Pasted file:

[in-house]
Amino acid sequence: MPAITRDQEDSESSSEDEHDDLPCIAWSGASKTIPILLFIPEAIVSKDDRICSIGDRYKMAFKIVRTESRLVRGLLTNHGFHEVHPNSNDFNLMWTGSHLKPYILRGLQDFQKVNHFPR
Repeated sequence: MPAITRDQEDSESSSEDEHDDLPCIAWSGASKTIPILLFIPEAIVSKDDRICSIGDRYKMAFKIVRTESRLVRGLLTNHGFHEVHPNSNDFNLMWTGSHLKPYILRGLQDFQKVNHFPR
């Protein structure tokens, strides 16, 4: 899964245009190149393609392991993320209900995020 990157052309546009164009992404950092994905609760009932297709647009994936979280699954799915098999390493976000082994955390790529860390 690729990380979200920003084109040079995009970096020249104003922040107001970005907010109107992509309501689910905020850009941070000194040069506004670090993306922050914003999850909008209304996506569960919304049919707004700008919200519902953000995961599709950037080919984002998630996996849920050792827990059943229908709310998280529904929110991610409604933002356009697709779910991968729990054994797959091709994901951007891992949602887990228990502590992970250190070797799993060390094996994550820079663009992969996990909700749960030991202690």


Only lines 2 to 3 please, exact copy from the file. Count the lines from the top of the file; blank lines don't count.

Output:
Amino acid sequence: MPAITRDQEDSESSSEDEHDDLPCIAWSGASKTIPILLFIPEAIVSKDDRICSIGDRYKMAFKIVRTESRLVRGLLTNHGFHEVHPNSNDFNLMWTGSHLKPYILRGLQDFQKVNHFPR
Repeated sequence: MPAITRDQEDSESSSEDEHDDLPCIAWSGASKTIPILLFIPEAIVSKDDRICSIGDRYKMAFKIVRTESRLVRGLLTNHGFHEVHPNSNDFNLMWTGSHLKPYILRGLQDFQKVNHFPR